With money from the telecoms, the Bush administration will be getting their way today as the Foreign Intelligence Surveillance Act (FISA) legislation seems to be set for passage. Below you’ll see Rachael Maddow discussing the latest with Jonathon Turley, law professor at George Washington University.
I have talked about the FISA bill on a number of occasions (here, here and here). There is no reason for the Democrats to pass this legislation, except perhaps the fear of being labeled. Democrats need to stop with the fear and stand up for the Fourthth Amendment.
The right of the people to be secure in their persons, houses, papers, and effects, against unreasonable searches and seizures, shall not be violated, and no Warrants shall issue, but upon probable cause, supported by Oath or affirmation, and particularly describing the place to be searched, and the persons or things to be seized.
Finally, I must add that I am very disappointed in Senator Barack Obama’s “centrist” position on this bill. He is not standing up for principles. Instead, he is stooping to political maneuvering by taking a position that really will not upset either side in the debate too much. I had expected more. I expected a different type of politician. But it looks like I have the same old type of politician just packaged a little differently. I’m disappointed in Democrats in general, but specifically in Obama. There is no principle that can’t be bent or run over if there is some perception of a political advantage.
In case you missed it, Jonathan Turley mentioned the Al-Haramain Islamic Foundation Inc. v. Bush case. There is an excellent article in Salon.com about this case –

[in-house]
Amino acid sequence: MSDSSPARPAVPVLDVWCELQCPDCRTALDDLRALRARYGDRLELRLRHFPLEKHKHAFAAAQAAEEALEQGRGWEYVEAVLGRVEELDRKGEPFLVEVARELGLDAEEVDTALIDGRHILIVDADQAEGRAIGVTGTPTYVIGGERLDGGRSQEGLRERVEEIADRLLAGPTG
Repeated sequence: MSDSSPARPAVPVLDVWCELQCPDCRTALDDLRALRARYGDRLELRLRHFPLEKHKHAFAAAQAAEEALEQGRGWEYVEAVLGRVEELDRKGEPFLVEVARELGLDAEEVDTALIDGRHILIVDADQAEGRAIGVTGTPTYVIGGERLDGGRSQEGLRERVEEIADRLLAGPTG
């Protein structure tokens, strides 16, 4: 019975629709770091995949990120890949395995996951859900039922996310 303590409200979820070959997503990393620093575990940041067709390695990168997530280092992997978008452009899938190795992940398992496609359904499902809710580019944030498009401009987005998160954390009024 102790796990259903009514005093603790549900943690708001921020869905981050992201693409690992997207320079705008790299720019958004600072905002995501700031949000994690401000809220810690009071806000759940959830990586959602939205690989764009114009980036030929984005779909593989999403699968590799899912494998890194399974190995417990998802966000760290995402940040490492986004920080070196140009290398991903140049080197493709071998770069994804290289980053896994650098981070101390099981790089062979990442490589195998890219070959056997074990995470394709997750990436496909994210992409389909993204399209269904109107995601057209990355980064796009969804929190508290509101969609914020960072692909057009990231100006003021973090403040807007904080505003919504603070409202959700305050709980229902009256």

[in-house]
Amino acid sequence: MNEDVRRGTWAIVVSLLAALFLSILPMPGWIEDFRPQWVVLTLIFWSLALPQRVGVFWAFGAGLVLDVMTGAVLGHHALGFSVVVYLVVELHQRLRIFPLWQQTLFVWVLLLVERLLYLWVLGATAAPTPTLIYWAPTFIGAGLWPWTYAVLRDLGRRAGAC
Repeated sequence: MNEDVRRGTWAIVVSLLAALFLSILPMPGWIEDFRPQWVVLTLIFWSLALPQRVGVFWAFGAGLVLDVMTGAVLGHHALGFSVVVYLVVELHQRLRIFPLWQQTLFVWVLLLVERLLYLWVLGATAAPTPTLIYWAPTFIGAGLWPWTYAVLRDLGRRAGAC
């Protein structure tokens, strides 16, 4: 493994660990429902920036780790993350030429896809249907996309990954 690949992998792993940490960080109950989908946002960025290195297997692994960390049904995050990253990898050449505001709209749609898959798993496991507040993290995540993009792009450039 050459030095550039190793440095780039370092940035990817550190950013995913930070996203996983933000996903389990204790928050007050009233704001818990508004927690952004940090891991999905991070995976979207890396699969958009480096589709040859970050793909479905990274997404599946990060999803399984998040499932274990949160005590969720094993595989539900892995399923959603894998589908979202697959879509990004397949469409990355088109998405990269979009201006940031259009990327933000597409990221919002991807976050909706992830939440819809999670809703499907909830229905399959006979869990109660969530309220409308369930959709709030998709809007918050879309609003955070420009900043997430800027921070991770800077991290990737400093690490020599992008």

On July 3, Chief Judge Vaughn Walker of the U.S. District Court in California made a ruling particularly worthy of the nation’s attention. In Al-Haramain Islamic Foundation Inc. v. Bush, a key case in the epic battle over warrantless spying inside the United States, Judge Walker ruled, effectively, that President George W. Bush is a felon.
Judge Walker held that the president lacks the authority to disregard the Foreign Intelligence Surveillance Act, or FISA — which means Bush’s warrantless electronic surveillance program was illegal. Whether Bush will ultimately be held accountable for violating federal law with the program remains unclear. Bush administration lawyers have fought vigorously — at times using brazen, logic-defying tactics — to prevent that from happening. The court battle will continue to play out as Congress continues to battle over recasting FISA and possibly granting immunity to telecom companies involved in the illegal surveillance. (more… )
Update: As usual, Glenn Greenwald is all over this story. He continues to write intelligently and forcefully on FISA.
Yesterday, Andrew Sullivan noted the post I wrote this weekend regarding why telecom immunity is so destructive and corrupt. But Sullivan then wrote: “In the period after 9/11 in question, I do not find these cardinal sins. Venial maybe.” Had this surveillance lawbreaking been confined to the weeks or even months after the 9/11 attack, that might be true. Even EFF’s lead counsel, Cindy Cohn, said that had the illegal spying occurred only during that time period, it’s unlikely that even they would have objected and sued.
But the reality is that the Government and the telecoms broke the law, not for weeks or months, but for years — well into 2007. They continued to do so even after the New York Times exposed what they were doing. They could have brought their spying activities into a legal framework at any time, but chose instead to spy on Americans in exactly the way our laws criminalize. Manifestly, then, national security had nothing to do with why they did it. The Bush administration chose to do so because they wanted to eavesdrop without oversight and to establish that neither Congress nor the courts can limit what the President does, and telecoms did not want to jeopardize the massive government surveillance contracts they have by refusing. (more… )